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Singing School

Learning to Write (and Read) Poetry by Studying with the Masters

by Robert Pinsky


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Singing School

Learning to Write (and Read) Poetry by Studying with the Masters

by Robert Pinsky

Review posted May 28, 2014.
W. W. Norton & Company, New York, 2013. 221 pages.

Singing School is a collection of great poetry. Along with the poetry, analysis is given as to why the poems work. The reader’s attention is drawn to effective techniques, sonorous sounds, and apt images. And challenges are given. For example, with Jonathan Swift’s, “A Description of the Morning,” we have the caption, “Try your own, contemporary version of this, in your own world, keeping it fresh yet recognizable – good luck.”

Robert Pinsky explains the motivation for this book in his Preface:

That the poem by Milton (1608-1674) had gotten under the skin of Ginsberg (1926-1997) exemplifies the ideas that govern this book: examples precede analysis; young poets can learn a lot from old poetry. Models provide inspiration, which is different from imitation. The visual artist looks at the world, but also at art. Similarly, the musician listens, the cook eats, the athlete watches great athletes, the filmmaker watches great movies, in order to gain mastery from examples….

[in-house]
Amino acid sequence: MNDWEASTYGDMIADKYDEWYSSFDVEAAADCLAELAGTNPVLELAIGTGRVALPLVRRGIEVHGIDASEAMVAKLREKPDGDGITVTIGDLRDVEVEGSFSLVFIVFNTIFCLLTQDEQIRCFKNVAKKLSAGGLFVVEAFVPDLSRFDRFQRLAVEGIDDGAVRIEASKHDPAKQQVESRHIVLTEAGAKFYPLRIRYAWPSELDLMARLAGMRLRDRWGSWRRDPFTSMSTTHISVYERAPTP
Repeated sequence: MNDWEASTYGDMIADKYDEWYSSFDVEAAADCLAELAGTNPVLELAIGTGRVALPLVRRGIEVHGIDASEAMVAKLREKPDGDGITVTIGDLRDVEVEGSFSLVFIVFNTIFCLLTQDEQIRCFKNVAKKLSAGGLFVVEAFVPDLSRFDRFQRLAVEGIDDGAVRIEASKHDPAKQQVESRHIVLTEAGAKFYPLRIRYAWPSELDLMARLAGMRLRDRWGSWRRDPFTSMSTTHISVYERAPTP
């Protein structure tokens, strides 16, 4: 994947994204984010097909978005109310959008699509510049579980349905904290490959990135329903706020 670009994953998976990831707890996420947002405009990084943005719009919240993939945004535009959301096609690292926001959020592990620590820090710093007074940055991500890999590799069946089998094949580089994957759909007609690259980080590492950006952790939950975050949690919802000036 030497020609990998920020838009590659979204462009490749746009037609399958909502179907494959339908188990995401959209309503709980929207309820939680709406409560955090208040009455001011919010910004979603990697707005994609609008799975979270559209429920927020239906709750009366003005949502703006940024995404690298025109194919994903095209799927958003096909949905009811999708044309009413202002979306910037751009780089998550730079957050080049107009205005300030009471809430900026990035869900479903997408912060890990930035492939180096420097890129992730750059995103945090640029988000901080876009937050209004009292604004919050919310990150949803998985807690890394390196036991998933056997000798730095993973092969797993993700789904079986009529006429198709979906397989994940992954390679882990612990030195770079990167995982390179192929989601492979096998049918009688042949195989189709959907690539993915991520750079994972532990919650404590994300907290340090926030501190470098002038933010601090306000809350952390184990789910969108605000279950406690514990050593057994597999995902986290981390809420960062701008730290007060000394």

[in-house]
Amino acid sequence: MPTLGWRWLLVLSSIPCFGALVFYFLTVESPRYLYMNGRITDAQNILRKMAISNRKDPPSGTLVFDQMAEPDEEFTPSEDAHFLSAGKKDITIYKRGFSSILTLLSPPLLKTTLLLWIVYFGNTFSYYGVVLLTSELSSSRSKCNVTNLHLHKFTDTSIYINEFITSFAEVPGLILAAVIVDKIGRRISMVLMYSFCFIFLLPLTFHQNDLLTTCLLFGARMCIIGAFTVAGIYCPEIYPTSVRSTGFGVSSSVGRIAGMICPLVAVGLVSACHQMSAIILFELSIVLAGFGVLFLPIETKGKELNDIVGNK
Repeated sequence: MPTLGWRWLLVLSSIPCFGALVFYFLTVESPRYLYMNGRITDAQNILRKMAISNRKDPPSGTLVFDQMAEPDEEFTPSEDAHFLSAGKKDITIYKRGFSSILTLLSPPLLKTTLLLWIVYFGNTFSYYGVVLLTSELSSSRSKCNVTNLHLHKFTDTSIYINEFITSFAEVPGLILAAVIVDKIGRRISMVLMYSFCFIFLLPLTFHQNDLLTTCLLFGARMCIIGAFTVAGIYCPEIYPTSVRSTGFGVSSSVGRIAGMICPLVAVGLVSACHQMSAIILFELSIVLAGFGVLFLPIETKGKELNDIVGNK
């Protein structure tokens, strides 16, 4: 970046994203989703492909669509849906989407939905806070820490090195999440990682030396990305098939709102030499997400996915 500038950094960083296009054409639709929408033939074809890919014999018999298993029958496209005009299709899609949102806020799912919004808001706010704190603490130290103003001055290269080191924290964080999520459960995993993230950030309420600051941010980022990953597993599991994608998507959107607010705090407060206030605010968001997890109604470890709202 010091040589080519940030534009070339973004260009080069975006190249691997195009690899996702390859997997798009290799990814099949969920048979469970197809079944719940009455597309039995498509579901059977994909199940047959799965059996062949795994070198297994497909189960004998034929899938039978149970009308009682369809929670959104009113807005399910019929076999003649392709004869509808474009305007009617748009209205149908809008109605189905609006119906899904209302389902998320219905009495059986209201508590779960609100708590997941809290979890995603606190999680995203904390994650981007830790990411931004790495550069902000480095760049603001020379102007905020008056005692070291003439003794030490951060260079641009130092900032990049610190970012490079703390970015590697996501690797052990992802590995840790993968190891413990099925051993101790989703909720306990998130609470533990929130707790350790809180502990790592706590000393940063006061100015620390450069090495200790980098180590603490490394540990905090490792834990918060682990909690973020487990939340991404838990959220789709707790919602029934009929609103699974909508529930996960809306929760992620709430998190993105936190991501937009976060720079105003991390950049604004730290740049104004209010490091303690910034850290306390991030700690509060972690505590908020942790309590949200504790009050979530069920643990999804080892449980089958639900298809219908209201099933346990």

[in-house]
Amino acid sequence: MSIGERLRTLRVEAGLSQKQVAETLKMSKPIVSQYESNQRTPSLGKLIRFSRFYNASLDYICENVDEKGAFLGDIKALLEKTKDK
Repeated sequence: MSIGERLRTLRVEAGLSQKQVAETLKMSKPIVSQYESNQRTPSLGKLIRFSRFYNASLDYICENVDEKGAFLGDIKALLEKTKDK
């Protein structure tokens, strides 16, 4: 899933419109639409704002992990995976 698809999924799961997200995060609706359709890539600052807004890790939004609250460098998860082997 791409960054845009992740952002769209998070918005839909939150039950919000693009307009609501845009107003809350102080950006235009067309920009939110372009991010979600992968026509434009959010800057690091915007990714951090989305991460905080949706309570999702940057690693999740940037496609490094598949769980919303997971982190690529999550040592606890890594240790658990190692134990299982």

If you want to learn singing, you must study – not just peruse or experience or dabble in or enjoy or take a course in, but study --monumental examples of magnificent singing: study not just a pretty good poem in a recent magazine, or something that seems cool or seems to be in fashion, or that you have been taught in school, but examples that you feel are magnificent. “Magni-ficent”: the Latin roots of the word mean “making great.”…

The four section headings and their order, though not exhaustive, do represent essentials. “Freedom” is where the artist begins: there are no rules, and the principles and habits are up to you. Having confronted and embraced freedom, the poet engages in the particular work of “Listening”: sentences have melodic patterns of pitch, as well as cadences, and great work can help you hear them. So too can the speech you hear every day. The third section uses the word “Form” in a sense related to form in dance or sports – the effective shapes and arrangements of energy – rather than particular “forms” and their required patterns. Finally, “Dreaming Things Up” affirms that many essential and thrilling elements of poetry have to do with what cannot be explained: something new, waking life transformed.

I confess that I didn’t read this book to learn to write poetry. I read this book, a couple pages a day, in order to enjoy some great poems. Having aspects of their greatness pointed out to me made the experience that much better.